This teacher has begun her career in the era of accountability, in which data-driven decision-making stands above all else. Much of her time, she says, is spent constructing data-based versions of her students. She feeds data about their attendance, their grades, their test scores, their disciplinary records, their learning deficiencies, their race, their gender, and any other possible data point into an algorithm that produces a bureaucratic stick figure of the student.

Theoretically, the assembly of data can tell something about the student, providing useful knowledge that can in turn inform the reflective practitioner’s efforts to provide appropriate placement, support, and instruction. What it produces instead is a data-based version of the child that serves as the bureaucratic reality of that child’s life. Instead of providing information about the student, the data instead become a reality unto itself, such that the stick figure on the spreadsheet comes to represent the young person in his or her wholeness.

Data, instead of informing decisions about real kids, serve instead to displace those real people, substituting virtual representations based on selective bureaucratic decisions about what is important to know about them, often based on what is easiest to measure and classify about them.

When these selectively constructed virtual students replace real kids as the focus of education, teaching and learning veer off the tracks. Most fundamentally, as data points, these young people and their teachers lose their humanity, allowing bureaucrats and policymakers to view them as game board pieces with no soul, no will, no love or joy. It’s easy to decide to close down an “underperforming” school when you have stripped the people who populate it of what makes them human.

This process of dehumanizing students and teachers also reduces them only to what is convenient about them to justify policy decisions. Absences are absences; there is no need to understand why children in poverty are undernourished, have transportation problems, are not socialized from birth to view school as a vehicle for upward mobility, or otherwise might not make it to school or class. They are simply absent, and that absence has meaning on the spreadsheet, if not in the real life of the child.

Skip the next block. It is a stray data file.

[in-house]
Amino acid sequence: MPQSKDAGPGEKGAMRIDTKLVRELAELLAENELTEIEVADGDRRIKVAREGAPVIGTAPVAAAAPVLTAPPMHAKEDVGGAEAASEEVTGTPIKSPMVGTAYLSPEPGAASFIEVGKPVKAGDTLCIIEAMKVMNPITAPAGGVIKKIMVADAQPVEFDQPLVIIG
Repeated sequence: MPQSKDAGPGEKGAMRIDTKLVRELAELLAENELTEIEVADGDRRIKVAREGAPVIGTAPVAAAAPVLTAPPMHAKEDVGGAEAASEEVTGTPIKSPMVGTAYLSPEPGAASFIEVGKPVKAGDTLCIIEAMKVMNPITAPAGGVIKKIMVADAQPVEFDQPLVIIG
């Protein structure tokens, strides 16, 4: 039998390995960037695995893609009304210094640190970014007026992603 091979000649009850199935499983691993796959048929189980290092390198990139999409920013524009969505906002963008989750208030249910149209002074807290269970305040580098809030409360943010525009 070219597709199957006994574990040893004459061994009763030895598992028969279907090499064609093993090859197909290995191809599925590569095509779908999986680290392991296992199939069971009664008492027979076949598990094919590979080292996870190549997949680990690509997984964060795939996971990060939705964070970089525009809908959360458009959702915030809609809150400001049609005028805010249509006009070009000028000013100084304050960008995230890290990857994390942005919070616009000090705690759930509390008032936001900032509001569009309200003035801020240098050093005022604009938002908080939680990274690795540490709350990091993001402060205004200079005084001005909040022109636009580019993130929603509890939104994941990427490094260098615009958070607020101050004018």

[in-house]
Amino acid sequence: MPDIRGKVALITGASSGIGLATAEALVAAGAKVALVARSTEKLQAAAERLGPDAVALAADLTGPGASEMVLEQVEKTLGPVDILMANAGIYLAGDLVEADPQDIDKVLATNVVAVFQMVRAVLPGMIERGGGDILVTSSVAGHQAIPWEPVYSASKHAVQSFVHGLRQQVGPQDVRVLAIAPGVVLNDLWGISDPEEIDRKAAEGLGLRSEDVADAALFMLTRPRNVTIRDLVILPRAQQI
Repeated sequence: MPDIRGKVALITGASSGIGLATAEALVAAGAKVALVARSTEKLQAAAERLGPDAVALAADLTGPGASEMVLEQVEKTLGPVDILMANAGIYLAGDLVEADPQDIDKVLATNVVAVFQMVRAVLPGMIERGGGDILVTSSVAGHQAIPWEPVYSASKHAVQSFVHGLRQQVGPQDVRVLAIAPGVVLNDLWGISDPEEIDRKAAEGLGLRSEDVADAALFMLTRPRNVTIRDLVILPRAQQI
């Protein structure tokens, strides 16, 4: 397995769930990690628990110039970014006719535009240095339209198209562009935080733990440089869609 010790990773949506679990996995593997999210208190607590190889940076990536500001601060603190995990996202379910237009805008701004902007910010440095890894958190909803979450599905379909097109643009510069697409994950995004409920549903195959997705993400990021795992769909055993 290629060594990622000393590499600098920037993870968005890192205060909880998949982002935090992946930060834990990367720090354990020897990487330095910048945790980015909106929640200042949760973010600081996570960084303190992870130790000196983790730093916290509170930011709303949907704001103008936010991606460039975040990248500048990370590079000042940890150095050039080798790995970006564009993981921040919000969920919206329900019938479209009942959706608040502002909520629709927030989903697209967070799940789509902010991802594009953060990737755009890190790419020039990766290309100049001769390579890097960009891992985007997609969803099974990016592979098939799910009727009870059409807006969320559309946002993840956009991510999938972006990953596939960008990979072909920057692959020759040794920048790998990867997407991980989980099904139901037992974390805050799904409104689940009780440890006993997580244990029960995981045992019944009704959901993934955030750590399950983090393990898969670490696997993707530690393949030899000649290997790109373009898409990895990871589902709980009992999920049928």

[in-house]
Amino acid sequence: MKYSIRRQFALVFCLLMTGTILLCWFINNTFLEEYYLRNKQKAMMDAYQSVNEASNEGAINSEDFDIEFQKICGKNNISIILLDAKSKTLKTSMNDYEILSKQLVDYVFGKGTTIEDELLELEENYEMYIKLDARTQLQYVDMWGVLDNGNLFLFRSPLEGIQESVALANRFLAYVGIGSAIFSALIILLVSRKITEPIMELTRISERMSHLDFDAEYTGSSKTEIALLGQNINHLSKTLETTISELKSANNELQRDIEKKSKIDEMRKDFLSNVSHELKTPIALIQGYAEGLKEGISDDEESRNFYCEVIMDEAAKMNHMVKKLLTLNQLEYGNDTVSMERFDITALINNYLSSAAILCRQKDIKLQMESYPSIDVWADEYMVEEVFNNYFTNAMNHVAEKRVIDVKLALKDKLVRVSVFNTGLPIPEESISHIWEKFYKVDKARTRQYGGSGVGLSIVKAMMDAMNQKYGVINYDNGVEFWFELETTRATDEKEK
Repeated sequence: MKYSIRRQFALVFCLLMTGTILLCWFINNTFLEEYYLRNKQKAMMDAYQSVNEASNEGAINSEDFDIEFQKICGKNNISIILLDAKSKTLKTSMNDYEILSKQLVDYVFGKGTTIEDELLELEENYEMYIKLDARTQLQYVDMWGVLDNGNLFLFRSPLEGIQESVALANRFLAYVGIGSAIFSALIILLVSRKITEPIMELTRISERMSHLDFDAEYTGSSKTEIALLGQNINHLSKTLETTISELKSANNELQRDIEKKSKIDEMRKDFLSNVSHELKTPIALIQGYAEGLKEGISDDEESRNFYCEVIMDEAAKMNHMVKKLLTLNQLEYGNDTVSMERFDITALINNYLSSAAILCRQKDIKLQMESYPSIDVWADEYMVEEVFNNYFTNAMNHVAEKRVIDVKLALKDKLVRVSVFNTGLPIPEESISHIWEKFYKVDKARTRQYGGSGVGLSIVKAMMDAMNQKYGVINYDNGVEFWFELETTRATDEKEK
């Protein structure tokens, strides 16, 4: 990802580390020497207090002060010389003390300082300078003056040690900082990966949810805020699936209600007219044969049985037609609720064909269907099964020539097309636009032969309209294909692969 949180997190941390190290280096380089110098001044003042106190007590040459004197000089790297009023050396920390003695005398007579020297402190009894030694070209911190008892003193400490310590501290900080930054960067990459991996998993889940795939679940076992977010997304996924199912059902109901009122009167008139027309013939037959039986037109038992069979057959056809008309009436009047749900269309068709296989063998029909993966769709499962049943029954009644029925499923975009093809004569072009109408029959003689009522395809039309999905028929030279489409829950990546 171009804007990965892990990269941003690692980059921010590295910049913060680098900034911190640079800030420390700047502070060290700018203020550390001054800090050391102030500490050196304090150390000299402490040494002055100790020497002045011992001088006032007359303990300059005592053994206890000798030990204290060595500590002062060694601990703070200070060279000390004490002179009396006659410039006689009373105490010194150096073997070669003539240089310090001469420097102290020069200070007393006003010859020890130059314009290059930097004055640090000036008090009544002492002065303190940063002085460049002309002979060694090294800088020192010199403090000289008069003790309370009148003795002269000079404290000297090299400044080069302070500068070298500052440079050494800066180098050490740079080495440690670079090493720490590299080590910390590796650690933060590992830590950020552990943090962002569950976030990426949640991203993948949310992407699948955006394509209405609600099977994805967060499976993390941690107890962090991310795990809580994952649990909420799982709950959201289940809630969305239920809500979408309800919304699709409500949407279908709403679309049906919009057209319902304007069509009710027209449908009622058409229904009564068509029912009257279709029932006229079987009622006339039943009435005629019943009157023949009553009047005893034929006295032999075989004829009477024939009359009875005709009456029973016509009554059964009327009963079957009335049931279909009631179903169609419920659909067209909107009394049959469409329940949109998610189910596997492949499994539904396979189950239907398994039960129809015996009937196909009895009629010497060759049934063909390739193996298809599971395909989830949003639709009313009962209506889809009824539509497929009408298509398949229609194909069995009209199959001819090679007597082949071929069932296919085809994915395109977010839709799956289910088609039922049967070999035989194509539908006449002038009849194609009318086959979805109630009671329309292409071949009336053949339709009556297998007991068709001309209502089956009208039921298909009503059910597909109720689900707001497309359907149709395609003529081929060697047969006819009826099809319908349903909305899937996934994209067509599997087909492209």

So many teachers I know now much dedicate far too much of their time to constructing these virtual children to meet policy demands for bureaucratic accountability. They do so at the expense of other ways of spending their time, such as helping kids before or after school to learn their subject matter, deal with emotional trauma, meet the challenges that childhood and adolescence throw their way, and overcome their fear of school and its intimidating and increasingly remote adults who must devote their efforts to paperwork rather than relationships.

What do we gain by turning school into a data-driven accountability machine? We do increase our knowledge of population traits and trends. What we lose sight of are the kids whose lives generate the statistics so beloved by policymakers. That, to me, is quite a tradeoff, one that sacrifices the raison d’etre of most teachers, replacing it with a cold and heartless conception of the real life of schools. This real life, rather than the data points that educrats use to connect their accountability dots into one-dimensional versions of multiple-dimensional people, involves genuine dedication for the well-being and nurturing of young people and their hearts and minds.

 That’s what people go into teaching for. Its loss is what leads talented teachers leave the profession in search of the worthwhile experience that they originally had hoped, with fervor and excitement, that teaching would provide for them and their kids.